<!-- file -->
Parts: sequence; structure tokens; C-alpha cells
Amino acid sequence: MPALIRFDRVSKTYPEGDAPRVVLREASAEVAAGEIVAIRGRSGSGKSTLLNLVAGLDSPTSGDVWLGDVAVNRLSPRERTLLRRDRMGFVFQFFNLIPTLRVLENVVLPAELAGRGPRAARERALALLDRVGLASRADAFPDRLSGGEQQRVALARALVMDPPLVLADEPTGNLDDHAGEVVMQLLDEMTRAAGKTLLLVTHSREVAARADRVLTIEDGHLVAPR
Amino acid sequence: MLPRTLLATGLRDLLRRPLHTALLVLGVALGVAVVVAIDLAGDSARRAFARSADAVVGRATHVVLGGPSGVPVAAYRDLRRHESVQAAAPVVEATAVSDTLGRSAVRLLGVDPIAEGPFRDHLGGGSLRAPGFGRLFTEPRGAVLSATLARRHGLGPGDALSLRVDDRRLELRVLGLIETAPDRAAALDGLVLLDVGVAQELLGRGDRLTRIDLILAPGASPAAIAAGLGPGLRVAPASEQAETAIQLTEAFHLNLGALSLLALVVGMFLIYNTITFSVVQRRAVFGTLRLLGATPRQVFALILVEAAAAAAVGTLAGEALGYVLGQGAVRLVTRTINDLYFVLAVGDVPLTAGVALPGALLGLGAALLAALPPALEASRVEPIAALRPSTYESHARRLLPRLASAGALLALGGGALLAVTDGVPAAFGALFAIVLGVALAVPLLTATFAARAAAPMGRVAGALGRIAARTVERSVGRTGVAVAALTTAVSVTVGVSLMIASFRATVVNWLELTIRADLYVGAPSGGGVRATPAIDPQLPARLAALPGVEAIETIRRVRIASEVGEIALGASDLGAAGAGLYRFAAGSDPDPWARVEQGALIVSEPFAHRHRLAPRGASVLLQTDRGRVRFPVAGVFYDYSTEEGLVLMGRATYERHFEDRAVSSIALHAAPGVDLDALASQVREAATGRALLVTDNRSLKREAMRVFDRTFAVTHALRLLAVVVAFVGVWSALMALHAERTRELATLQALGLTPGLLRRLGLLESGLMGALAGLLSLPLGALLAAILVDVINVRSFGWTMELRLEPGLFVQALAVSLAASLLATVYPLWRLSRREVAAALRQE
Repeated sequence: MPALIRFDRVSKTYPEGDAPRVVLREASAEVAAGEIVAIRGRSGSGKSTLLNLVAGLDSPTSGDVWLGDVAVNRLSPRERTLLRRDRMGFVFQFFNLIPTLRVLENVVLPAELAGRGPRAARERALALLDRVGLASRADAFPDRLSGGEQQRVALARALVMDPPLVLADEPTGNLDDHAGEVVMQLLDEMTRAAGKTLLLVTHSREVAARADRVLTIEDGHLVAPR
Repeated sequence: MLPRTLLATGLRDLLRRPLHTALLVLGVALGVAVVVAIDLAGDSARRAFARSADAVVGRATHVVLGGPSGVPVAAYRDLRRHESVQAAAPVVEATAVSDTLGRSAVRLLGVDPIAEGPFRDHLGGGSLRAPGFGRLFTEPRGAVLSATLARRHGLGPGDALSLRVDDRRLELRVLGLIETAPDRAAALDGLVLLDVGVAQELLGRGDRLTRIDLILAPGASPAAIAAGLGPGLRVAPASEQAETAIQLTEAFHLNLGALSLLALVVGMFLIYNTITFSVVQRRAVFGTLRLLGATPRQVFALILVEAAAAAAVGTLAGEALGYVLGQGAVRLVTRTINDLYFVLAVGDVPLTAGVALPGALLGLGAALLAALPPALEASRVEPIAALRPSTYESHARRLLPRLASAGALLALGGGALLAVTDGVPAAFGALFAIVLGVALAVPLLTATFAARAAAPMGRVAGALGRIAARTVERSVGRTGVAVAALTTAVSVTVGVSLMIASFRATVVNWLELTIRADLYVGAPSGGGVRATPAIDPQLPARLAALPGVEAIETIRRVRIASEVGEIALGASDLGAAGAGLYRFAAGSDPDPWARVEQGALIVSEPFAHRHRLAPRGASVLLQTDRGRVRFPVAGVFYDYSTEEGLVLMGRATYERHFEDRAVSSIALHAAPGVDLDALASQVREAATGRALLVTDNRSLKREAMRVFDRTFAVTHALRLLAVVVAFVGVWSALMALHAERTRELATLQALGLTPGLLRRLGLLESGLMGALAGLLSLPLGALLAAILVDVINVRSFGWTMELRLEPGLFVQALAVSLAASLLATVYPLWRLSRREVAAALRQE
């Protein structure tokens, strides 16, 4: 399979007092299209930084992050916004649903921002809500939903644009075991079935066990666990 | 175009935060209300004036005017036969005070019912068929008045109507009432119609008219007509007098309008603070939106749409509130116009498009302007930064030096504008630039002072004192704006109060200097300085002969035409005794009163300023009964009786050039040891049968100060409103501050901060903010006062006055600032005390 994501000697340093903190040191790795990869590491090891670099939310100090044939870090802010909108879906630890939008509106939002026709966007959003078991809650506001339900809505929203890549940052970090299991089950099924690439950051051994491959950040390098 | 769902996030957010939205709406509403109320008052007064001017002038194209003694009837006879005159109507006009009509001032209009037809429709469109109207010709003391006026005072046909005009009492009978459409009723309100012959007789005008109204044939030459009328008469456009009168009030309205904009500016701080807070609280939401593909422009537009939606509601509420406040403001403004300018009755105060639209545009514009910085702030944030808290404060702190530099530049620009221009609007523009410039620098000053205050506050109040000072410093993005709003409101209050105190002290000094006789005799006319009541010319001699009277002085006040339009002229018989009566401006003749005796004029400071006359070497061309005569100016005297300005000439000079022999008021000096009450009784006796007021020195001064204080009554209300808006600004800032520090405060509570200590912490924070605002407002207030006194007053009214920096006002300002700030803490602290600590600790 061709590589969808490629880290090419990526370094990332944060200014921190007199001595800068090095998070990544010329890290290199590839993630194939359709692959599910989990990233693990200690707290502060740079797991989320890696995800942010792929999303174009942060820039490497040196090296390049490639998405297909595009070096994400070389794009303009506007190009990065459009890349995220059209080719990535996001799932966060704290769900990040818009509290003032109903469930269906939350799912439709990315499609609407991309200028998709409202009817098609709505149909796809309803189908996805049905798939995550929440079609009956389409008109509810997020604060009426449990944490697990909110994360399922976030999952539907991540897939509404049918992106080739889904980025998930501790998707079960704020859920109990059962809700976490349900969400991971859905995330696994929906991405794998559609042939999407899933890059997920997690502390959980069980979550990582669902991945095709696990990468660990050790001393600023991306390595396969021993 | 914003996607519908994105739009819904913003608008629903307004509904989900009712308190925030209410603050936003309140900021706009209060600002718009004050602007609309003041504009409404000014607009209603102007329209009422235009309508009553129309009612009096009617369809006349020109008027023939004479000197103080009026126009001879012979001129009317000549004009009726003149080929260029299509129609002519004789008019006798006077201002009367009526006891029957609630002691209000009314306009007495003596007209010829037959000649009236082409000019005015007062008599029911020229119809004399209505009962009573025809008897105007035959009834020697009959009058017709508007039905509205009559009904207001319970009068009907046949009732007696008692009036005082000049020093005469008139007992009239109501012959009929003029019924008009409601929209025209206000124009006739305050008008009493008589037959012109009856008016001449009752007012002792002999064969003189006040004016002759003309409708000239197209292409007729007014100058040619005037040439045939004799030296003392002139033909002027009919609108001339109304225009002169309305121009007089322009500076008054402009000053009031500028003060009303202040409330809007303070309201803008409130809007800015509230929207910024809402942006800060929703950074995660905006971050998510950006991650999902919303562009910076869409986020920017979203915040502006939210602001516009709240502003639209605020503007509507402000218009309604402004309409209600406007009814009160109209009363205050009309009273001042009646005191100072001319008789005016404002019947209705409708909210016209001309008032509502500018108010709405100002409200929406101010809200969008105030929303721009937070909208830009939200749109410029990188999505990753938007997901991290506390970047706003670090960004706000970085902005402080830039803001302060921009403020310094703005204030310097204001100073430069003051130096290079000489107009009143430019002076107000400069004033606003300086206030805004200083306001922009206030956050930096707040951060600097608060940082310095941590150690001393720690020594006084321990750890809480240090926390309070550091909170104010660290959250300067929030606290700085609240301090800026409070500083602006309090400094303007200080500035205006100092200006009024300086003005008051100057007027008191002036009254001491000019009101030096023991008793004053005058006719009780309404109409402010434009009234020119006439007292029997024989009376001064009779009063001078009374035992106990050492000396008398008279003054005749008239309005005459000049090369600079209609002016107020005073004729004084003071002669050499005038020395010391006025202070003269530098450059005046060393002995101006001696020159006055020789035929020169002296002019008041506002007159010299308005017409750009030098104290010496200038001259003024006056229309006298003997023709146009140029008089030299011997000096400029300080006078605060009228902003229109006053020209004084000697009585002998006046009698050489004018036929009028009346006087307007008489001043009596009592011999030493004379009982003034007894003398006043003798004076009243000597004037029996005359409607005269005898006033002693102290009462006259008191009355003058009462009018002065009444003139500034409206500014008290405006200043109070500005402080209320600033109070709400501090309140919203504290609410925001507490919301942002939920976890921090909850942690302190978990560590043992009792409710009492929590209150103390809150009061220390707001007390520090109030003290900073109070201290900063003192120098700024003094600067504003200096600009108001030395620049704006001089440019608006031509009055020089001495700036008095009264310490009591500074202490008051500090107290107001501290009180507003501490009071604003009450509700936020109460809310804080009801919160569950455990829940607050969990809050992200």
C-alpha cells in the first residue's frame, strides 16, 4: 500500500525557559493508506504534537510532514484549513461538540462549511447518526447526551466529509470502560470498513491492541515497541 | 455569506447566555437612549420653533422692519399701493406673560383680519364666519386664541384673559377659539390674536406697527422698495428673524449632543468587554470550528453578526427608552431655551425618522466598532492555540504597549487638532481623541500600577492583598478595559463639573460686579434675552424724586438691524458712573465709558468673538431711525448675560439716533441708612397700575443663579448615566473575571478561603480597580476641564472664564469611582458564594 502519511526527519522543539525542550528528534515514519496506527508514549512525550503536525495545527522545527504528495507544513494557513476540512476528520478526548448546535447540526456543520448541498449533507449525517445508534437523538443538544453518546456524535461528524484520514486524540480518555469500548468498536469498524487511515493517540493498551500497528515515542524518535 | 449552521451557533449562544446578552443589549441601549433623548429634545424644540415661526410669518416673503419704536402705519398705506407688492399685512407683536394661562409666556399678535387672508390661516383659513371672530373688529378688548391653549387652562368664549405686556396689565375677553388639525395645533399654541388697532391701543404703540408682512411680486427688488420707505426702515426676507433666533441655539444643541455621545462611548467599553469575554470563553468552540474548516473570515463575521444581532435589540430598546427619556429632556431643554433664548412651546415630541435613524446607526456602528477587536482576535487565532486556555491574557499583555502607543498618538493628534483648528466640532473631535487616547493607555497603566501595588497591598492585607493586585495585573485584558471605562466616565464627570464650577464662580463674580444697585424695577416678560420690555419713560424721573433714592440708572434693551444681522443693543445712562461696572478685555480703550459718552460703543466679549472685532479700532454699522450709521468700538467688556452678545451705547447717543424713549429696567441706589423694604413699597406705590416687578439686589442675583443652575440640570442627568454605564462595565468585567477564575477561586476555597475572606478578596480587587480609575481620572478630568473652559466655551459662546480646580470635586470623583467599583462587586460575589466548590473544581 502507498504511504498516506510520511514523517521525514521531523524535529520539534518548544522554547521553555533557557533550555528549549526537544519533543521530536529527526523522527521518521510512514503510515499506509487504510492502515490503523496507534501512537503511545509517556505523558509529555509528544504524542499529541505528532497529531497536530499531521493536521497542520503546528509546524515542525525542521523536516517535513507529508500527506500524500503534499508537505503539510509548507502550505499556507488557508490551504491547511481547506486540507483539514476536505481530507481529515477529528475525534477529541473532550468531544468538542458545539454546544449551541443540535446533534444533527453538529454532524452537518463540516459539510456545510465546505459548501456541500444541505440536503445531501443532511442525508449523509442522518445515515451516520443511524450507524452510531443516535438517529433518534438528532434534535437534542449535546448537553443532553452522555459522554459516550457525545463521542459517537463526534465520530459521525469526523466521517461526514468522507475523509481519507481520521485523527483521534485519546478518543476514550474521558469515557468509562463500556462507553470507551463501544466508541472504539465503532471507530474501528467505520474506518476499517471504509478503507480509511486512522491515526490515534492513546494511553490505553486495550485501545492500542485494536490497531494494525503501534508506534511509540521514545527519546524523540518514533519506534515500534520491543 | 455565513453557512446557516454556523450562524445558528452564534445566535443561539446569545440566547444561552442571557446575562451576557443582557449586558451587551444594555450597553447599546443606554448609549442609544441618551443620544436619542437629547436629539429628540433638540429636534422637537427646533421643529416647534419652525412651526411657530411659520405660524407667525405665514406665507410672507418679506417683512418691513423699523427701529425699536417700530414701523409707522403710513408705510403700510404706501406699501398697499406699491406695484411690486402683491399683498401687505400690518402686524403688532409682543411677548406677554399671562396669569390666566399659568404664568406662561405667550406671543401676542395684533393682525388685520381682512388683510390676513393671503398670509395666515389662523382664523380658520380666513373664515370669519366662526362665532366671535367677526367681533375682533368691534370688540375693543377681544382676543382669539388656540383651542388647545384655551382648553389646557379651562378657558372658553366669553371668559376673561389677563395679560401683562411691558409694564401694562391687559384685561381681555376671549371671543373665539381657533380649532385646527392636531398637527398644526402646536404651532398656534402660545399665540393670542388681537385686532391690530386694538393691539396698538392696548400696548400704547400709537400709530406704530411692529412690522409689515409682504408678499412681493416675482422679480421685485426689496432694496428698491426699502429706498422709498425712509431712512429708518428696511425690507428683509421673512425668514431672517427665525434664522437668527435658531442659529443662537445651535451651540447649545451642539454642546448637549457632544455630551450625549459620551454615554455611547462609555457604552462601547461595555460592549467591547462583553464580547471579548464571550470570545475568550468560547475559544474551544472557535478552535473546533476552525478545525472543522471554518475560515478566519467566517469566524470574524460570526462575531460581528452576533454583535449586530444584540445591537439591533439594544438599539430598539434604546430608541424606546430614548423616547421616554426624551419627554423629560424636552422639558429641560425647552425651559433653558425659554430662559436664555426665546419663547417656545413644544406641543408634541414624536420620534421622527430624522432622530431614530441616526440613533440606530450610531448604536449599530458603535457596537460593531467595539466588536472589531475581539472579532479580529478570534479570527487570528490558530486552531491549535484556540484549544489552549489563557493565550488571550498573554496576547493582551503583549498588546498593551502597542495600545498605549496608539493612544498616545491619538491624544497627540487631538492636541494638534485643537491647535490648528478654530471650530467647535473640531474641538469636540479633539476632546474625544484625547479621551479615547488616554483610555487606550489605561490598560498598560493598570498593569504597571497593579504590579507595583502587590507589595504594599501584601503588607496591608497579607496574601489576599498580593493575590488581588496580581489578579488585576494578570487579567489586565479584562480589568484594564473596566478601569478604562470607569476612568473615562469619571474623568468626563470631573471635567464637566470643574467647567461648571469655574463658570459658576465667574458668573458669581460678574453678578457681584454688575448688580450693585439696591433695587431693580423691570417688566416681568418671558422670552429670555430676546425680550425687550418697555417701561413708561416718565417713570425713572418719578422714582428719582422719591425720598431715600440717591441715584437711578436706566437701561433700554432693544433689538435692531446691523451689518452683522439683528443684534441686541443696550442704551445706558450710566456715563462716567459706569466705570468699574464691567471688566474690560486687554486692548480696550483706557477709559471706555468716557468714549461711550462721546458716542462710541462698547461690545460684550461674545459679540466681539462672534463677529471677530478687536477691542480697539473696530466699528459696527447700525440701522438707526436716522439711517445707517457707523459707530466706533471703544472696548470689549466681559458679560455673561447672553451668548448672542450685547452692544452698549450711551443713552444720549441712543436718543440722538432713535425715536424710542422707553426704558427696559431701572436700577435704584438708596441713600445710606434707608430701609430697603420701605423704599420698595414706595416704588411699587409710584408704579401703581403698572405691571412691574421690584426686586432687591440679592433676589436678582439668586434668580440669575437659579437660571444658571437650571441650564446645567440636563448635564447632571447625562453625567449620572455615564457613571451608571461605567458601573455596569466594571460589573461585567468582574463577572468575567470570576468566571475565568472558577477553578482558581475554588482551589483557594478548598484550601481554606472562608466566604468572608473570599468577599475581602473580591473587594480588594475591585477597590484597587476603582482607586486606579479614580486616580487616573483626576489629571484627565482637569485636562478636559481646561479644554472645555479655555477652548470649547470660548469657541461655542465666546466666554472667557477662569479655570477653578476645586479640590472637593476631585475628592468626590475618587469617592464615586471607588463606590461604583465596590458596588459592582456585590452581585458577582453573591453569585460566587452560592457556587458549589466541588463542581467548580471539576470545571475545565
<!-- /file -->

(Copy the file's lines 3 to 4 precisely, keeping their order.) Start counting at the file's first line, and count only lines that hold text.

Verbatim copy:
Amino acid sequence: MLPRTLLATGLRDLLRRPLHTALLVLGVALGVAVVVAIDLAGDSARRAFARSADAVVGRATHVVLGGPSGVPVAAYRDLRRHESVQAAAPVVEATAVSDTLGRSAVRLLGVDPIAEGPFRDHLGGGSLRAPGFGRLFTEPRGAVLSATLARRHGLGPGDALSLRVDDRRLELRVLGLIETAPDRAAALDGLVLLDVGVAQELLGRGDRLTRIDLILAPGASPAAIAAGLGPGLRVAPASEQAETAIQLTEAFHLNLGALSLLALVVGMFLIYNTITFSVVQRRAVFGTLRLLGATPRQVFALILVEAAAAAAVGTLAGEALGYVLGQGAVRLVTRTINDLYFVLAVGDVPLTAGVALPGALLGLGAALLAALPPALEASRVEPIAALRPSTYESHARRLLPRLASAGALLALGGGALLAVTDGVPAAFGALFAIVLGVALAVPLLTATFAARAAAPMGRVAGALGRIAARTVERSVGRTGVAVAALTTAVSVTVGVSLMIASFRATVVNWLELTIRADLYVGAPSGGGVRATPAIDPQLPARLAALPGVEAIETIRRVRIASEVGEIALGASDLGAAGAGLYRFAAGSDPDPWARVEQGALIVSEPFAHRHRLAPRGASVLLQTDRGRVRFPVAGVFYDYSTEEGLVLMGRATYERHFEDRAVSSIALHAAPGVDLDALASQVREAATGRALLVTDNRSLKREAMRVFDRTFAVTHALRLLAVVVAFVGVWSALMALHAERTRELATLQALGLTPGLLRRLGLLESGLMGALAGLLSLPLGALLAAILVDVINVRSFGWTMELRLEPGLFVQALAVSLAASLLATVYPLWRLSRREVAAALRQE
Repeated sequence: MPALIRFDRVSKTYPEGDAPRVVLREASAEVAAGEIVAIRGRSGSGKSTLLNLVAGLDSPTSGDVWLGDVAVNRLSPRERTLLRRDRMGFVFQFFNLIPTLRVLENVVLPAELAGRGPRAARERALALLDRVGLASRADAFPDRLSGGEQQRVALARALVMDPPLVLADEPTGNLDDHAGEVVMQLLDEMTRAAGKTLLLVTHSREVAARADRVLTIEDGHLVAPR